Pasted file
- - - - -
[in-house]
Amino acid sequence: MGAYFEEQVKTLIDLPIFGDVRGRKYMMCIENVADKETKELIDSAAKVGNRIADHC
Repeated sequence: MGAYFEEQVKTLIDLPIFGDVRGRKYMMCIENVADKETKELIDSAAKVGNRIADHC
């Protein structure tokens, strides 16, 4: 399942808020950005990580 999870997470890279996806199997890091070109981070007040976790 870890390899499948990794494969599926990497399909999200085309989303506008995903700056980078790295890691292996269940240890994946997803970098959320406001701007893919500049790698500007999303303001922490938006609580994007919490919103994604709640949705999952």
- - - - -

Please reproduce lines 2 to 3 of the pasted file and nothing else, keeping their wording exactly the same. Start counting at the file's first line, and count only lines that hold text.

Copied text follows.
Amino acid sequence: MGAYFEEQVKTLIDLPIFGDVRGRKYMMCIENVADKETKELIDSAAKVGNRIADHC
Repeated sequence: MGAYFEEQVKTLIDLPIFGDVRGRKYMMCIENVADKETKELIDSAAKVGNRIADHC